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11 March 2024

A guide to deprivation of British citizenship and how it works

Over the last few years, deprivation of British citizenship has been covered a lot in the media due to recent events, particularly due to individuals in terrorist organisations. Losing British citizenship has many large consequences. Learn about it in our guide.
Estimated reading time: 3 minutes
Woman waiting in airport after going through deprivation of British citizenship.

Deprivation of British citizenship is not something that happens often, nor is it carried out lightly. 

Individuals who managed to obtain British citizenship through fraud, and people who are considered to be some of the most dangerous criminals and terrorists are generally the only ones who will have their British citizenship removed. 

The Home Secretary is the one with the power to deprive someone of their British citizenship. The power has existed since the 1914 British Nationality and Status of Aliens Act, though the current powers are enshrined in the British Nationality Act 1981.

Between 2010 and 2022, 220 people were deprived of their British citizenship. The highest  number of deprivations was 104 people in 2017, and the lowest being in 2022, with only three people losing their citizenship.

Read on to find out more about deprivation of citizenship and for a deeper look into the reasons behind it.

Deprivation of British citizenship on the grounds of it being conducive to the public good

There are two reasons that the Government uses to validate depriving individuals of their citizenship. 

The first reason is that stripping someone of their citizenship if considered to be conducive to the public good, as the individual is seen as a threat to the British public. It is very rare for this to be used 

The following harmful activities can result in citizenship being removed on these grounds:

  • Acts of terrorism
  • Glorification of terrorism
  • Serious organised crime
  • War crimes
  • Acts related to national security such as espionage 

Between 2010 and 2018, an average of 19 people a year were stripped of their citizenship.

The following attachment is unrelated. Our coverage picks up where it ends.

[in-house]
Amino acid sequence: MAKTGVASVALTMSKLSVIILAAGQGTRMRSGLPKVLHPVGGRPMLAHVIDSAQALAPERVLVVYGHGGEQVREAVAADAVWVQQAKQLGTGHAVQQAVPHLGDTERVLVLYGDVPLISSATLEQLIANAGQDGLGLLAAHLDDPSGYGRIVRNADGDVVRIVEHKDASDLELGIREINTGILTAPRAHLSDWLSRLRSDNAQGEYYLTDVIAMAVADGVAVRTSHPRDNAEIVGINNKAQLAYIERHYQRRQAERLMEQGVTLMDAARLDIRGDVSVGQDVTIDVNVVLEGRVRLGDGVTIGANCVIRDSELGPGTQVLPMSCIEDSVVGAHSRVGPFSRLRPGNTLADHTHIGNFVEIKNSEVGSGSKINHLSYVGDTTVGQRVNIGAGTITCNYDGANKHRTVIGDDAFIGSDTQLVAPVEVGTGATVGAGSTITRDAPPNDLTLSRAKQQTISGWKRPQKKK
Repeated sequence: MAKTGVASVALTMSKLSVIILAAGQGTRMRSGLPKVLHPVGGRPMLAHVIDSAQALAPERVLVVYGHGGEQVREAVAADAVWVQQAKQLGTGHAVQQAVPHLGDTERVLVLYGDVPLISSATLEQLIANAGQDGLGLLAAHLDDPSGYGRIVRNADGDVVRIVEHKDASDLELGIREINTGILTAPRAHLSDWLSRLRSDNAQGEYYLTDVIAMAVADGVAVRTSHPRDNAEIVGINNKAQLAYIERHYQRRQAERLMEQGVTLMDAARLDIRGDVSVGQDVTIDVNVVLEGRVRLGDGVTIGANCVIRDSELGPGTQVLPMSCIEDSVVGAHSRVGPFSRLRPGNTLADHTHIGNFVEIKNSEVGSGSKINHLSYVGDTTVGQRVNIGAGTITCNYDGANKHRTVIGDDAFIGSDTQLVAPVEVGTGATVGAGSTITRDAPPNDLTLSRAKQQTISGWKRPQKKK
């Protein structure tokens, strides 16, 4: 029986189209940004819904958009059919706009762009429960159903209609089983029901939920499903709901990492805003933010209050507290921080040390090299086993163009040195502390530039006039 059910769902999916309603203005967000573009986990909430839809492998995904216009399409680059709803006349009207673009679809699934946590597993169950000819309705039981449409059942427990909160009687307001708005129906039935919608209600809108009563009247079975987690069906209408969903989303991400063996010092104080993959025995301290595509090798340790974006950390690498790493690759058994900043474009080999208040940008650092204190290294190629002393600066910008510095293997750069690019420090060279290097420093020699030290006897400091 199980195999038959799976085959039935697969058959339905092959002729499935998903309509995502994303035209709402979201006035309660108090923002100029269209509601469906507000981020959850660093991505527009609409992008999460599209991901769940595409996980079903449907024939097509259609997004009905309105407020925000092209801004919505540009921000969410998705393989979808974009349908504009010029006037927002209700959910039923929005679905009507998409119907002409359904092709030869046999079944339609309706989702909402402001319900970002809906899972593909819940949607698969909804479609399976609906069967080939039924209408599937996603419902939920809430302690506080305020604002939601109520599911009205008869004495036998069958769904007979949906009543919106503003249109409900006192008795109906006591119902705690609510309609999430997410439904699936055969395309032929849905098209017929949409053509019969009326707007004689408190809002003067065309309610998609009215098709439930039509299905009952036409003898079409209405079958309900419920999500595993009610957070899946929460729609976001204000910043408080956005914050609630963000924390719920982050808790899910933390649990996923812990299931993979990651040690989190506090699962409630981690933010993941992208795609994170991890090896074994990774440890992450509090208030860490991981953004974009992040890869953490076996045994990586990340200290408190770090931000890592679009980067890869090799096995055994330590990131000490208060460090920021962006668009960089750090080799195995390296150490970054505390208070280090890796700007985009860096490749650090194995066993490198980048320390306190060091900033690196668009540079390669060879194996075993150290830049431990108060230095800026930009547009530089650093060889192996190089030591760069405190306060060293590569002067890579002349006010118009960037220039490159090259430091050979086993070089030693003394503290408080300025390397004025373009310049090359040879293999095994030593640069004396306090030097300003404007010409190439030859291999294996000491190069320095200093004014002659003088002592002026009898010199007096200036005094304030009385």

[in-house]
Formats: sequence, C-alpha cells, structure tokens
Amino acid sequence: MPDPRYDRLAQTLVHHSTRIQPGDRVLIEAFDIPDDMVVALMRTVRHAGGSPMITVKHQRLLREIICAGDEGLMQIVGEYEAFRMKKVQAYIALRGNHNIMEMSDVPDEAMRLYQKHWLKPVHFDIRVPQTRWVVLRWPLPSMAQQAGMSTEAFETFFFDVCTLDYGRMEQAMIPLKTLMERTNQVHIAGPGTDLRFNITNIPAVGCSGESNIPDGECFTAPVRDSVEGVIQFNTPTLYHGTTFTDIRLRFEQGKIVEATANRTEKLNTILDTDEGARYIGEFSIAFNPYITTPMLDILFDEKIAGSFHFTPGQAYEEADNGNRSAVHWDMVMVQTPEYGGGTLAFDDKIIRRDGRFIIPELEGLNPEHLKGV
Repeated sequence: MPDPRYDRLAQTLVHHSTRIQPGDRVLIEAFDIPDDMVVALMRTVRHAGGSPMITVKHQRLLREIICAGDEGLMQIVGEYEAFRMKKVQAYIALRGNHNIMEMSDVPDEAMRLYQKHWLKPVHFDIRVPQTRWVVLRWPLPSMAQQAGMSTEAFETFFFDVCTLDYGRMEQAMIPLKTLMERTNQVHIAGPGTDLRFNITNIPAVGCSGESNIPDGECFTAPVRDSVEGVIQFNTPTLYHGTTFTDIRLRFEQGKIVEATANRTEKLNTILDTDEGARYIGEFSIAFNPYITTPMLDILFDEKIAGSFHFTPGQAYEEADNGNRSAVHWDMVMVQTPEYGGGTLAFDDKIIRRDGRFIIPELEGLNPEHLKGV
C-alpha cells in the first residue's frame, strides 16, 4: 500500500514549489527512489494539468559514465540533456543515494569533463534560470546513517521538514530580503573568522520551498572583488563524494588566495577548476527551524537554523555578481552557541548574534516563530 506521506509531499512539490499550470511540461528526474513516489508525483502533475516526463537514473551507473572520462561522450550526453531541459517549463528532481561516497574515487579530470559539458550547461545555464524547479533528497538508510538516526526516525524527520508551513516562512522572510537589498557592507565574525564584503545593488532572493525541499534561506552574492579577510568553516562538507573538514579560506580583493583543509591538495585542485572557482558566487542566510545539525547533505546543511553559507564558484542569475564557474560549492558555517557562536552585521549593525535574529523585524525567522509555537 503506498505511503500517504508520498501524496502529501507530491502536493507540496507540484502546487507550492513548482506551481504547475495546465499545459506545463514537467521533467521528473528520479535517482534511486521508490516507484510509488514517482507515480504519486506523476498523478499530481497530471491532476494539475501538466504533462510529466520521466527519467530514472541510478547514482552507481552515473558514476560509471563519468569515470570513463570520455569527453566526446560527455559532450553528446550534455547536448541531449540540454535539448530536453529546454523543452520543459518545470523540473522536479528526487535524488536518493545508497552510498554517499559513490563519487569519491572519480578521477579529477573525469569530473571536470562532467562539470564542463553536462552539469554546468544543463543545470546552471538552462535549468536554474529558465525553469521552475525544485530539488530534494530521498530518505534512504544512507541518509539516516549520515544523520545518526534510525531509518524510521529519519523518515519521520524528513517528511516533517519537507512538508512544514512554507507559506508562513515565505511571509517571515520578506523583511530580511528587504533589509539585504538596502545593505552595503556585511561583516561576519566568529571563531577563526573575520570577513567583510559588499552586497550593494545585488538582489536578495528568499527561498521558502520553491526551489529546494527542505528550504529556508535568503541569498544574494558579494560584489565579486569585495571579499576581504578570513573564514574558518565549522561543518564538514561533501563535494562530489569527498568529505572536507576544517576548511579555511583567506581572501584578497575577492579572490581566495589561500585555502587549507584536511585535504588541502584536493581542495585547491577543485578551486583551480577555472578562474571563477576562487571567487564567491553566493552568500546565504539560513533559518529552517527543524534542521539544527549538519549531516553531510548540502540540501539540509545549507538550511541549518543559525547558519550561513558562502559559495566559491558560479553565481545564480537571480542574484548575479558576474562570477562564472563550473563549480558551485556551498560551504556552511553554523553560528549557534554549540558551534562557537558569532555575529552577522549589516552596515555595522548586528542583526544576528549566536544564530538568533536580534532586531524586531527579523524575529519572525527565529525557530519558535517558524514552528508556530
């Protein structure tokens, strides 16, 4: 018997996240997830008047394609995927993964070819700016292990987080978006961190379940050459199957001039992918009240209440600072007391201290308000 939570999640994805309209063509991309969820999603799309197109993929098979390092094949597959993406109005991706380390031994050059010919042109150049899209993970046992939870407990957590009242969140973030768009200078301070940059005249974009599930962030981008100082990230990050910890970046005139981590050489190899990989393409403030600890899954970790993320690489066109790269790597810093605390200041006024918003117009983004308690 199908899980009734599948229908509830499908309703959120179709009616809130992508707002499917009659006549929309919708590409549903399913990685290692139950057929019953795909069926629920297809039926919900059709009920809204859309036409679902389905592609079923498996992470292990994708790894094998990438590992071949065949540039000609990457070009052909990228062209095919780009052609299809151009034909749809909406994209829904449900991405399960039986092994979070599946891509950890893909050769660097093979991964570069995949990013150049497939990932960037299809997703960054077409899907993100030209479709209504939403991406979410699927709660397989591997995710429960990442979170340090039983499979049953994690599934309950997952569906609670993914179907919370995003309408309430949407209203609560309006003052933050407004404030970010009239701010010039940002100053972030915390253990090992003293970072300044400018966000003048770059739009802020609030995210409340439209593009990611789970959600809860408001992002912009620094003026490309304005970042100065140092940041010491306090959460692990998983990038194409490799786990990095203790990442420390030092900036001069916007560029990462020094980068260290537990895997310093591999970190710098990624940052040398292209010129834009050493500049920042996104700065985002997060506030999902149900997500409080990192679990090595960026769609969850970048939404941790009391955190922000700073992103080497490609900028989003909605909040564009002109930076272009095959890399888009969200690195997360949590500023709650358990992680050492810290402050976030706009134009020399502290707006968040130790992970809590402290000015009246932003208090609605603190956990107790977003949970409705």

On the grounds of gaining British citizenship through fraud

The second reason for the deprivation of British citizenship is that citizenship was gained via fraud. In this case, the individuals were never entitled to British citizenship under any rules, and lied to get citizenship.

From 2010 to 2018, 17 people a year had their British citizenship removed due to fraud. 

How cases are considered

The Home Secretary considers each case personally and ensures that they comply with the UN Convention on the Reduction of Statelessness. The UN has aimed to reduce statelessness, with them stating that every person has the right to a nationality. 

As a result, it is a very big decision to deprive someone of their British citizenship. 

Generally, people are more likely to experience deprivation of British citizenship if they will still hold citizenship in another country, so they will still have somewhere they can go to.

What are the consequences of deprivation of British citizenship?

Anyone who has been deprived of their citizenship will lose many benefits of being a British citizen, and may have to relocate elsewhere.

If they are in Britain when they are stripped of their citizenship, they may be deported to another country they hold citizenship in. 

Some people may even end up being relocated to countries that they are unfamiliar with.

Can deprivation of British citizenship be appealed?

As part of the Government’s safeguards, there are appeal processes in place that let anyone who has been stripped of their citizenship challenge the decision.

To learn what rights of appeal someone deprived of their citizenship has, they should contact  the Home Office directly. 

However, making an appeal does not guarantee that their citizenship will be restored. 

The most recent high profile example of deprivation of British citizenship is the case of Shamima Begum. She was stripped of her citizenship in 2019, but in 2023 she made an application with her lawyers to the Special Immigration Appeals Commission to challenge the decision.

In February 2024, the Court of Appeal upheld the original decision, and she did not have her citizenship restored.

How we can help

The removal, restoration and deprivation of British citizenship are topics that we do not have any dealings with at all.

However, we can help people in applying for visas or naturalisation as a British citizen.

Arrange a free 10-minute consultation with a member of our expert law team today to see if we can help you. After this, you can have a longer, paid consultation that lasts either 30 minutes, or an hour. 

Get in touch with us today if you would like to learn more about our services.

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